In the last HOF Blog post, you learnt about the HOFCOM, the EI’s Human and Organisational Factors Committee, who oversee development of our human factors resources – most of which are available freely online from the EI website – www.energyinst.org/humanfactors.
The HOFCOM undertakes a number of human factors projects every year, producing new resources like guidance for industry and practical tools, and it should be no surprise that 2012 will be no exception!
Training materials to bridge the gap
Work is underway to develop training materials for a 4-day ‘human factors foundation course’.
Currently there is a gap in knowledge between those who have an awareness of human factors issues and those who are able to fully run and manage human factors initiatives, making it difficult for companies to train people up to the required standard to oversee large projects and to manage human factors in their own work. One reason for this is that human factors is not always adequately addressed within degree level engineering courses.
This project aims to develop a complete set of training materials for a 4-day course, including a slide pack, teaching notes, workshop exercises and assessment questions. Negating the need to produce bespoke materials for every new human factors training course, these materials will be made available to companies/institutions, either to run a stand-alone course, or to incorporate into existing courses, including at undergraduate and masters level.
The materials are being developed by Human Reliability Associates, who run the human factors module within the University of Sheffield’s ‘Process safety and loss prevention’ MSc(Eng) course, and are being developed in consultation with IMechE, Cogent, HSE and HSL, among other stakeholders. The goal is for these materials to set the standard for human factors training.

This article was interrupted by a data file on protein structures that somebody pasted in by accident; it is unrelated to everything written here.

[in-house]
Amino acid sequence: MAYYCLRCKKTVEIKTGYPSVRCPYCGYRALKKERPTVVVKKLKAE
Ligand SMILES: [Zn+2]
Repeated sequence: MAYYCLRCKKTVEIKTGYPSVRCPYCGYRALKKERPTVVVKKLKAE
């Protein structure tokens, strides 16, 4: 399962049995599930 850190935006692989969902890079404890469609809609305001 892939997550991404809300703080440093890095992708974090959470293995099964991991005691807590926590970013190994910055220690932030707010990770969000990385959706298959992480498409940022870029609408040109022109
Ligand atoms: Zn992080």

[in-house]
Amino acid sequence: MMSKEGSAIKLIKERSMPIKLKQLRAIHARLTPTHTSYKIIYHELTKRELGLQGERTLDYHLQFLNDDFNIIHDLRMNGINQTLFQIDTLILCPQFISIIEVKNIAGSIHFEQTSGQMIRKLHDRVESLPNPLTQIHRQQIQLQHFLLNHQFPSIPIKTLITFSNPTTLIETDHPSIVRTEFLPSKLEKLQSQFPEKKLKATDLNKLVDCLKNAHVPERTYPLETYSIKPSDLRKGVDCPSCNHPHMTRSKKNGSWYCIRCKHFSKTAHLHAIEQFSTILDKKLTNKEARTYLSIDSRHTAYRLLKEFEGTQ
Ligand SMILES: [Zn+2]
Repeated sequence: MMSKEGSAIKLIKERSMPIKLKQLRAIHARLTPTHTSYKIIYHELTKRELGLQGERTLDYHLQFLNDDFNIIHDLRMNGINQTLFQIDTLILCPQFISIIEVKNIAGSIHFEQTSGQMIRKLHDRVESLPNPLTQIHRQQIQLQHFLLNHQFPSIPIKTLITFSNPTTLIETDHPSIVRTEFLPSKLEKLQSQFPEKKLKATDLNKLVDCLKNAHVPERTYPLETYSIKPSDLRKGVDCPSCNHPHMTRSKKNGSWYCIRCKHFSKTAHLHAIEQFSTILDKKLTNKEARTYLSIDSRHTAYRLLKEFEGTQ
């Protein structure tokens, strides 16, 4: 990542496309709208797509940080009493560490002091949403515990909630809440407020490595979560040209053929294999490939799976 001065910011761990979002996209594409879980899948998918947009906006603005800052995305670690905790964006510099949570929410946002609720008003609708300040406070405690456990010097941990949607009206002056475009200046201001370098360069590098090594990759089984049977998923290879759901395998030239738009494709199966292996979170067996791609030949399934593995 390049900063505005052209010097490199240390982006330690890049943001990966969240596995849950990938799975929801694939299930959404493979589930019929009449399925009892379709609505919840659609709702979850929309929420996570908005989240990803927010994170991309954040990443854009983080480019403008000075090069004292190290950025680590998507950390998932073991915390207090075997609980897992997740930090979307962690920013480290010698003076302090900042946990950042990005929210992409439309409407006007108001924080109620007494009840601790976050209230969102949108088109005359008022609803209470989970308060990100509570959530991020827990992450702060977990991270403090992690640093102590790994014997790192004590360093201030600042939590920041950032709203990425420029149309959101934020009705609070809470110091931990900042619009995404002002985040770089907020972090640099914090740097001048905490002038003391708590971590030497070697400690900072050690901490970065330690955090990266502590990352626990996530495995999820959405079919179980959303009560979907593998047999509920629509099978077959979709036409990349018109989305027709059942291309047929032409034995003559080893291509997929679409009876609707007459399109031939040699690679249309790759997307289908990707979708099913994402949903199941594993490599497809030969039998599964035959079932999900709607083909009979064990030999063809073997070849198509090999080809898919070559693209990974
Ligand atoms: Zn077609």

In support of this, the EI is soon to launch a free web-based Human factors awareness training course. This aims to give those working in industry an awareness of the most pertinent human factors issues and some of the methodologies by which they can be managed.
Developed by Greenstreet Berman, the course also assesses participants’ learning and records their score, intending to raise awareness and prepare for further development, such as more advanced training as provided by the EI’s human factors and accident investigation face-to-face training courses and the foundation course materials.
Qualitative human reliability analysis
Directed by the EI’s SILs/LOPA Working Group, we are producing Guidance on quantified human reliability analysis (QHRA).
Integration of human factors into major hazards operations subject to safety cases/reports requires use of robust data in risk assessments; however, there lacks practical information on the use of human error probability (HEP) data in human reliability analysis (HRA). This project aims to develop practical guidance on quantification of human failure in risk assessment for a primary audience who need to be competent ‘intelligent customers’, whether such services are provided in-house or using external resource.
Fatigue management and crew resource management
The HOFCOM have also received funding for two more projects to begin this year.
Firstly to revise the EI fatigue guide: Improving alertness through effective fatigue management. First published in 2006, this guidance document will be updated with the latest good practice on fatigue management, including on the growing area of fatigue management/recording systems, as well as pertinent new research findings.
Secondly, we aim to produce a guidance document on crew resource management (CRM) and non-technical skills (notechs). This new guidance document will set out the case for CRM/notechs training, its benefits, its subject matter, and good practice on what CRM/notechs training should include. The UK HSE believes there is a strong case for the energy sector to adopt CRM principles and this document aims to highlight this.
Hearts and Minds
Last but not least, the EI co-ordinated Hearts and Minds programme has funded two PhDs on ‘learning from incidents’ and ‘safety leadership’ respectively, both of which are nearing completion.
It is anticipated that the findings of this research will drive further development of the Hearts and Minds toolkit (watch this space), including plans to conduct follow-up research and to produce a practical ‘learning from incidents’ toolkit to help sites engage with and apply learning in their local operations.
Phew! If that’s 2012, what might 2013 look like?
What would you like to see produced to help you manage human factors? Perhaps you identify with some of the gaps raised here? Or maybe you’d like to share different views on what you might like to see in HOFCOM’s forward work programme, based on what would be helpful to your operations?
To keep up to date with the EI’s human factors work programme, visit the EI human factors website.